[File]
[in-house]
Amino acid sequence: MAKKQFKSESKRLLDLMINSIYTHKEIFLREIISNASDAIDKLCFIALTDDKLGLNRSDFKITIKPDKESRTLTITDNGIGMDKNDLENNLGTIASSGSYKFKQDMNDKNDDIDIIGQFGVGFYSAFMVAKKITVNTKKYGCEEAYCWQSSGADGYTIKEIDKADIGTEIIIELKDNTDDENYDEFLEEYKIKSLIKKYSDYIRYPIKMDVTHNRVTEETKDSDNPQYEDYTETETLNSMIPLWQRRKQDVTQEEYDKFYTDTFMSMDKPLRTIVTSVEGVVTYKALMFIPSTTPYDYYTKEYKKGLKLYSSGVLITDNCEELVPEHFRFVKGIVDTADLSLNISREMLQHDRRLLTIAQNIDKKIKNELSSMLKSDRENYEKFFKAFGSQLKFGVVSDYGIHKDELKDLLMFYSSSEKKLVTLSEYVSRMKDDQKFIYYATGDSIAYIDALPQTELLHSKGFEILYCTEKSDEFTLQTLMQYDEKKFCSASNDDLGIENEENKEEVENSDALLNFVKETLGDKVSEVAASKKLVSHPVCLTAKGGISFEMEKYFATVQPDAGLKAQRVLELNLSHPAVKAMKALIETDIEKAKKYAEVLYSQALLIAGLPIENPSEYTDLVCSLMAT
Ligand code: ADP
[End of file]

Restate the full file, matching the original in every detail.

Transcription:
[in-house]
Amino acid sequence: MAKKQFKSESKRLLDLMINSIYTHKEIFLREIISNASDAIDKLCFIALTDDKLGLNRSDFKITIKPDKESRTLTITDNGIGMDKNDLENNLGTIASSGSYKFKQDMNDKNDDIDIIGQFGVGFYSAFMVAKKITVNTKKYGCEEAYCWQSSGADGYTIKEIDKADIGTEIIIELKDNTDDENYDEFLEEYKIKSLIKKYSDYIRYPIKMDVTHNRVTEETKDSDNPQYEDYTETETLNSMIPLWQRRKQDVTQEEYDKFYTDTFMSMDKPLRTIVTSVEGVVTYKALMFIPSTTPYDYYTKEYKKGLKLYSSGVLITDNCEELVPEHFRFVKGIVDTADLSLNISREMLQHDRRLLTIAQNIDKKIKNELSSMLKSDRENYEKFFKAFGSQLKFGVVSDYGIHKDELKDLLMFYSSSEKKLVTLSEYVSRMKDDQKFIYYATGDSIAYIDALPQTELLHSKGFEILYCTEKSDEFTLQTLMQYDEKKFCSASNDDLGIENEENKEEVENSDALLNFVKETLGDKVSEVAASKKLVSHPVCLTAKGGISFEMEKYFATVQPDAGLKAQRVLELNLSHPAVKAMKALIETDIEKAKKYAEVLYSQALLIAGLPIENPSEYTDLVCSLMAT
Ligand code: ADP